The Daily Tar Heel

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Monday November 29th

Column: Musgraves' "star-crossed" reaches cosmic heights of heartbreak

DTH Photo Illustration. Assistant Photo Editor Ira Wilder poses by a guitar as he prepares to review Kacey Musgrave's new genre-bending country album, "star-crossed."
Buy Photos DTH Photo Illustration. Assistant Photo Editor Ira Wilder poses by a guitar as he prepares to review Kacey Musgrave's new genre-bending country album, "star-crossed."

Genre-bending country musician Kacey Musgraves released her fourth studio album, “star-crossed” on Friday. Victorious, unguarded and content, the album is a walk through the end of a marriage – a cloudless, limitless desert of personal reflection. 

It’s very rare that I have no serious qualms with an album, but much like her previous albums, “star-crossed” proves Musgrave’s ability to execute well thought out, enjoyable music. 

This album is not ambitious, and that’s okay. “Star-crossed” has a simple, classic appeal. Her lyrics are not poetic; in fact, they’re almost conversational. Anyone who has been through a breakup will find it relatable on the first listen. 

Much like her junior album, “Golden Hour,” Musgraves takes a thorough dive into the human experience. As “Golden Hour” is a blissful ode to love, “star-crossed” is an emotional rollercoaster of unease, loss, guilt and acceptance.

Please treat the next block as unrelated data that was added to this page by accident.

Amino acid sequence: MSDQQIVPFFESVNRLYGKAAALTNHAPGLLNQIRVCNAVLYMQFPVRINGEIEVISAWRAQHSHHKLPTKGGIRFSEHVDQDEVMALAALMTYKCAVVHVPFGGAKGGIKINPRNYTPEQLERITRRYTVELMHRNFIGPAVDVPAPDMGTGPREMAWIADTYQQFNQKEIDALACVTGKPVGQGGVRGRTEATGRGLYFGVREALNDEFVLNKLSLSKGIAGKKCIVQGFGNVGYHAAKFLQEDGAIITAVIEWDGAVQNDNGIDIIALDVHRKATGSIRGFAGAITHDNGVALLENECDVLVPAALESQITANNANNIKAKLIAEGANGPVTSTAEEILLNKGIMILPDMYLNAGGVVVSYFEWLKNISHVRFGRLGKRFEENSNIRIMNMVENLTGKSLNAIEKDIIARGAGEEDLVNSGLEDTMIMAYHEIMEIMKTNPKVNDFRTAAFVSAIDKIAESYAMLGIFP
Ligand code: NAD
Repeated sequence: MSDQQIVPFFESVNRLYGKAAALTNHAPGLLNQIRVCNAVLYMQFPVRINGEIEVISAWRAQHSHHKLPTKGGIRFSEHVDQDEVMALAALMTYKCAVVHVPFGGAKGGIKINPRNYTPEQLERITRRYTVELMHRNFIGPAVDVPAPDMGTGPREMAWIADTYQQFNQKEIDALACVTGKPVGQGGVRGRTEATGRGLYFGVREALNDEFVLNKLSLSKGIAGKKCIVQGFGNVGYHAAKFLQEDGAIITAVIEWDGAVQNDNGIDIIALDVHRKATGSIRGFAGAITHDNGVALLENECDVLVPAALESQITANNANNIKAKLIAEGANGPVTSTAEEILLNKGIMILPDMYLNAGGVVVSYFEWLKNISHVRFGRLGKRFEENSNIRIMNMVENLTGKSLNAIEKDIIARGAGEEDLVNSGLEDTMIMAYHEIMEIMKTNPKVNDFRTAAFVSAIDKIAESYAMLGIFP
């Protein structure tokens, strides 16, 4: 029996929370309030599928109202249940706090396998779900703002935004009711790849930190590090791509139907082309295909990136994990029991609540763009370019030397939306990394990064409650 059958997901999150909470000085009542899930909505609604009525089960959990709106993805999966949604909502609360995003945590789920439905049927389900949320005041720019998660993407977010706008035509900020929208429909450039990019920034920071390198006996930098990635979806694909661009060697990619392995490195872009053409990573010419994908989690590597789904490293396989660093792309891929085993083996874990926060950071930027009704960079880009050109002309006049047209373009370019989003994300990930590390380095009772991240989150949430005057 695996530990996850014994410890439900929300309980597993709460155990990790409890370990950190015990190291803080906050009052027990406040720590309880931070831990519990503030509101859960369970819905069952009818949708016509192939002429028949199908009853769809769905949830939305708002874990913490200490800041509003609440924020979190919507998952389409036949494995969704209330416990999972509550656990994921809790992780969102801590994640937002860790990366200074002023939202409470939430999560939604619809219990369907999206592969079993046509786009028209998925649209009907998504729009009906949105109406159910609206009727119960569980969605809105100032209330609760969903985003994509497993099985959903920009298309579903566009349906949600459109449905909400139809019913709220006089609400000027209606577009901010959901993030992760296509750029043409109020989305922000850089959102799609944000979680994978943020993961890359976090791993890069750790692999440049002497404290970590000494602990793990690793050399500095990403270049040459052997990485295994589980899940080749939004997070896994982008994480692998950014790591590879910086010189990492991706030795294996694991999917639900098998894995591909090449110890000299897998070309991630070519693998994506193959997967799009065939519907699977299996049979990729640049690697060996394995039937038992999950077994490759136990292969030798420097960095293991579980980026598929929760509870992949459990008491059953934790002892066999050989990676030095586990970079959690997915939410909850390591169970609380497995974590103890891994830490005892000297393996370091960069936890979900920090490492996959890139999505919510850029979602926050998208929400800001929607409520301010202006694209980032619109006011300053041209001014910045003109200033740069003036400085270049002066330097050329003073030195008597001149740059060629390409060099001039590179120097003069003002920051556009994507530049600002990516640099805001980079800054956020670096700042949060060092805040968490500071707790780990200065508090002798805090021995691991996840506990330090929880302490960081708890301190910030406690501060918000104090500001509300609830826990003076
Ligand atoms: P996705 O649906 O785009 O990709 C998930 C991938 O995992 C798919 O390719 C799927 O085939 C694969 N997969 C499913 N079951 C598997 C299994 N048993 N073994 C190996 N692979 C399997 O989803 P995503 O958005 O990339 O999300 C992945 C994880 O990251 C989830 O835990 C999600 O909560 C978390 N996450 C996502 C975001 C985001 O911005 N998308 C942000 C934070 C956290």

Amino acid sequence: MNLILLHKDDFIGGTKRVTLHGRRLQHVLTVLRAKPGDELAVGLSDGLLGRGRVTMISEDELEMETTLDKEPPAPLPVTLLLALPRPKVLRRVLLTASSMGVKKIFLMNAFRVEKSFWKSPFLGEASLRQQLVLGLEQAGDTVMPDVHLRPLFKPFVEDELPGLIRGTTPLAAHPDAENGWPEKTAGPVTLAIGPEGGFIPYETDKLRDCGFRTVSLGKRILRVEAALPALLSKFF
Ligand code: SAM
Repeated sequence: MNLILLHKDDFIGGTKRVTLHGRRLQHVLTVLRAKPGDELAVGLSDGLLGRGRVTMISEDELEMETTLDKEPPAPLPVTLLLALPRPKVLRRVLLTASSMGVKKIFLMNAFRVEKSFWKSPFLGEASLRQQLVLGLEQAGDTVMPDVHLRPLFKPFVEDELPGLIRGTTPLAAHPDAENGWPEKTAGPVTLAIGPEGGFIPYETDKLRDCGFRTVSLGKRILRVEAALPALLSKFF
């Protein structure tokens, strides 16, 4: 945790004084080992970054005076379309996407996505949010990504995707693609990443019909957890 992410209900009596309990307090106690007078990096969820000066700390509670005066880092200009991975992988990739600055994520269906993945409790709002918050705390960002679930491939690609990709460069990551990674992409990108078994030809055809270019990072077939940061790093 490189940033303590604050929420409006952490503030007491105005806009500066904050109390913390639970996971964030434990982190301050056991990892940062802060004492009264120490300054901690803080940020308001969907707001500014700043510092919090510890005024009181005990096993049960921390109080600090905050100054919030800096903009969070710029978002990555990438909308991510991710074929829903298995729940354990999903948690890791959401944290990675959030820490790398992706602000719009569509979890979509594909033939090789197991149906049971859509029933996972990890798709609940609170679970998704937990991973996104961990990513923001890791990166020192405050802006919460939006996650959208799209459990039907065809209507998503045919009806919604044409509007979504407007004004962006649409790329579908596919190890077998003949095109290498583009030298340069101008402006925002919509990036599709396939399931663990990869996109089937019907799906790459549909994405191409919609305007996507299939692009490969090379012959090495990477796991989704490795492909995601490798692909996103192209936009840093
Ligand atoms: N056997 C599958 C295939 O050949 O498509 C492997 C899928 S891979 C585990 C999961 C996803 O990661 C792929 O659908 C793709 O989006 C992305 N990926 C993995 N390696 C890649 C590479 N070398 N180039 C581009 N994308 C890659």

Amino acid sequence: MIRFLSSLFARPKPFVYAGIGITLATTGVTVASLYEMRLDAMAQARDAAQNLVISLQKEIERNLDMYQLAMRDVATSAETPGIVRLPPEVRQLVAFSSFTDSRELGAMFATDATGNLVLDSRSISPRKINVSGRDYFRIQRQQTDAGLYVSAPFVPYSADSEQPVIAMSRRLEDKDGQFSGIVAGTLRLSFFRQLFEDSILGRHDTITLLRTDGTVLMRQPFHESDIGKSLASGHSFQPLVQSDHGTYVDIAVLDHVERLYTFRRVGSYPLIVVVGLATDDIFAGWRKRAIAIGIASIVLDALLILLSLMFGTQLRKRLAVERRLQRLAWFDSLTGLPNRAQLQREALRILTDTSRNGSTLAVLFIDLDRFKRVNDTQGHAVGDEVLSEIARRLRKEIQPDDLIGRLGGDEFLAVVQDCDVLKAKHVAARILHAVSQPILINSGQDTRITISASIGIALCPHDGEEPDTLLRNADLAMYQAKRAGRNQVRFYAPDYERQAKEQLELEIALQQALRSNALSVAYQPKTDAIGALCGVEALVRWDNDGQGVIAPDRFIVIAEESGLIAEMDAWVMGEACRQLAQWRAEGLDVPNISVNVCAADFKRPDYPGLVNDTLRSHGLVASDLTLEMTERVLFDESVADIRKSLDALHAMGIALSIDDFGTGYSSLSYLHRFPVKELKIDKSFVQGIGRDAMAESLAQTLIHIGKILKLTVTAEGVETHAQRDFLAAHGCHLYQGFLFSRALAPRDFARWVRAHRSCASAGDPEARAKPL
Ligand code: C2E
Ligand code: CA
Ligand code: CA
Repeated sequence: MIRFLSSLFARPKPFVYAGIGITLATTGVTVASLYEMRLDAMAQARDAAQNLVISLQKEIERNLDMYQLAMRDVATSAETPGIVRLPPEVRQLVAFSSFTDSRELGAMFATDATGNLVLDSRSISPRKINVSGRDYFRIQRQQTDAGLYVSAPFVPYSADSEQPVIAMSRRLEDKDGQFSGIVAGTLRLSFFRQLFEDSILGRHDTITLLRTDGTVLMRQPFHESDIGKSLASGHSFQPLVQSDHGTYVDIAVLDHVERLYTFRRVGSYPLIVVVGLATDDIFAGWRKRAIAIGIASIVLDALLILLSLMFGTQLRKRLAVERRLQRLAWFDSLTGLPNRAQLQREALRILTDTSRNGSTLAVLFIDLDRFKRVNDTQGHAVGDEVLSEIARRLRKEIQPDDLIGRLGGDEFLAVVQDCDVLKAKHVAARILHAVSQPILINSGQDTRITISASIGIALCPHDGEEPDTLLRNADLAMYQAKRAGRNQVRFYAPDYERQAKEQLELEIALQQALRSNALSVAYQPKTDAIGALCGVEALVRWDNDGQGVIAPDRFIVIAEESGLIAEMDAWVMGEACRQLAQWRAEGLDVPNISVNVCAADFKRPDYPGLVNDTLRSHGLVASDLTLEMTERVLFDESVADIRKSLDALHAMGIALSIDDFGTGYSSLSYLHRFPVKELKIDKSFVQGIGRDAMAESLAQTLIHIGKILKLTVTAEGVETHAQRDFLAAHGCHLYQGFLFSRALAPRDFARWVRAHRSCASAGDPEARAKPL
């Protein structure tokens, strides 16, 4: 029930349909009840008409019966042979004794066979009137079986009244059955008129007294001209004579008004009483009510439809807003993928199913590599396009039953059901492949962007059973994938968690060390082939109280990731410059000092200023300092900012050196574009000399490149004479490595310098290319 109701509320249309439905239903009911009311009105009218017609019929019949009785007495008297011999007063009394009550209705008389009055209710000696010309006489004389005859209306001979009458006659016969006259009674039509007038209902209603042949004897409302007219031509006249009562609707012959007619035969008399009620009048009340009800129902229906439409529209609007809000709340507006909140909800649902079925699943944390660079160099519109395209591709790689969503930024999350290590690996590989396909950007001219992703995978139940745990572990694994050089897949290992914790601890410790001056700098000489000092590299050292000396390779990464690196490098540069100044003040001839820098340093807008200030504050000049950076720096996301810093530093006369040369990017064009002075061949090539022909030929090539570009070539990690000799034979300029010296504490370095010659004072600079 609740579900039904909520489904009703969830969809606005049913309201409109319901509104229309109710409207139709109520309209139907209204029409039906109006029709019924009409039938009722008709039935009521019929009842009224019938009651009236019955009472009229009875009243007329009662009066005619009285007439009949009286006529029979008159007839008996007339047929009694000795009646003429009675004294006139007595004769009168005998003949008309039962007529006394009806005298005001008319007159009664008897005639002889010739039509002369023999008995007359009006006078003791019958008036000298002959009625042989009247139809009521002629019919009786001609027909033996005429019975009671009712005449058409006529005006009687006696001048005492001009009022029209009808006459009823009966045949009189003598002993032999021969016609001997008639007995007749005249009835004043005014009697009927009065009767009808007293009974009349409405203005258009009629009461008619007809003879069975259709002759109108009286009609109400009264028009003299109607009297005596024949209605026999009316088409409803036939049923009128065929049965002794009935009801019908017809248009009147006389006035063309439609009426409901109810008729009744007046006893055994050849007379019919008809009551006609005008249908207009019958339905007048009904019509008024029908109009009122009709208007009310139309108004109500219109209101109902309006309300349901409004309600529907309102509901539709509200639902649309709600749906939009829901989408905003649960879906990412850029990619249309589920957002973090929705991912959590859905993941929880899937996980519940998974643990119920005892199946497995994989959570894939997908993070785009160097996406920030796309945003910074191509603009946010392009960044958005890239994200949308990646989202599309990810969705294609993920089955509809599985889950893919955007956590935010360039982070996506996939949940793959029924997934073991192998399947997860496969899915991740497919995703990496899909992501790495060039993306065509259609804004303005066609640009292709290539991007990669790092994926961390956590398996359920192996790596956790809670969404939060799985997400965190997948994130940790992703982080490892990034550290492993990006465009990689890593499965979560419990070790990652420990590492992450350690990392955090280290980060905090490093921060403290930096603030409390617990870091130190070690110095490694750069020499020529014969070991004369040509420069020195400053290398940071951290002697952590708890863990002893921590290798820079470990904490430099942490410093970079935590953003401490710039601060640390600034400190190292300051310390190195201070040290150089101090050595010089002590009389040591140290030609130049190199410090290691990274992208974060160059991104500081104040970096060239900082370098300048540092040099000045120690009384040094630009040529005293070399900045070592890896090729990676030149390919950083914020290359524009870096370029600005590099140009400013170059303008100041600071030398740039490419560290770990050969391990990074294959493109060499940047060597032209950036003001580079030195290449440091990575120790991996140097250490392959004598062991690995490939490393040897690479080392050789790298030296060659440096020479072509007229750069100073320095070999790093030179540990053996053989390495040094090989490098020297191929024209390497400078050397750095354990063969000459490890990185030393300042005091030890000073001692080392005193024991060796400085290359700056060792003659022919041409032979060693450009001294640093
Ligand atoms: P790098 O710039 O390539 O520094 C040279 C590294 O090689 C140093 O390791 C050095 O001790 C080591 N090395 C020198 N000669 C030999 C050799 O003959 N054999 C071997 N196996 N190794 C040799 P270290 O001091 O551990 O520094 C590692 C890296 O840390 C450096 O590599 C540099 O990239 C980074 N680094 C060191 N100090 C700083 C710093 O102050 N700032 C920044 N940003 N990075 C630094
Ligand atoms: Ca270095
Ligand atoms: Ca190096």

I must say that it is extremely unsettling that Musgraves’ previous album “Golden Hour” and “star-crossed” were written about the same person: Musgraves’ now ex-husband Ruston Kelly, who she was married to for three years. 

The fact that “You’re my golden hour/ The color of my sky/ You set my world on fire/ And I know, I know everything’s gonna be alright” and “I see the games a mile away/ They only end when another heart breaks/ But all of his wounds ain't an excuse/ For you to put up with how he treats you” were written within four years about the same person quite honestly incites personal trust issues. 

Musgraves has an astute talent of mastering aesthetics. Blending folk, contemporary pop, disco and country, the album is a 47-minute collection of music that could be the soundtrack for anything, from a John Wayne-era western to a teenage coming-of-age film.

The entire album is a euphonious, excellent symphony. However, highlights on “star-crossed” include “cherry blossom,” “breadwinner” and “camera roll.”

“cherry blossom” acts as a prelude to the breakup portion of the album. With a lyrical motif of “I’m your cherry blossom baby/ Don’t let me blow away,” this song is a foreshadow to impending emotional disaster. 

“breadwinner” is as close to a diss track as we are probably ever gonna get from Musgraves. A celebration of powerful women, “breadwinner” is a scathing explication of the facetious threats that men often feel when in relationships with women more successful than themselves. 

“camera roll” is by far the most depressing and most relatable piece on the album. Photos on your camera roll are often cruel reminders of what once was and what could have been. It’s a common experience, but I have never heard it put into song form like this. With “Anyway, thanks/ For all the nights and the days/ And everything that you gave/ I'll never erase it/ There's one where we look so in love/ Before we lost all the sun/ And I made you take it,” the outro of the song leaves me alone in the dark, just like Musgraves. 

As country music faces its own slew of problems, Musgraves continues to expand the musical inclusivity of the genre with a practically impeccable, triumphant sound.


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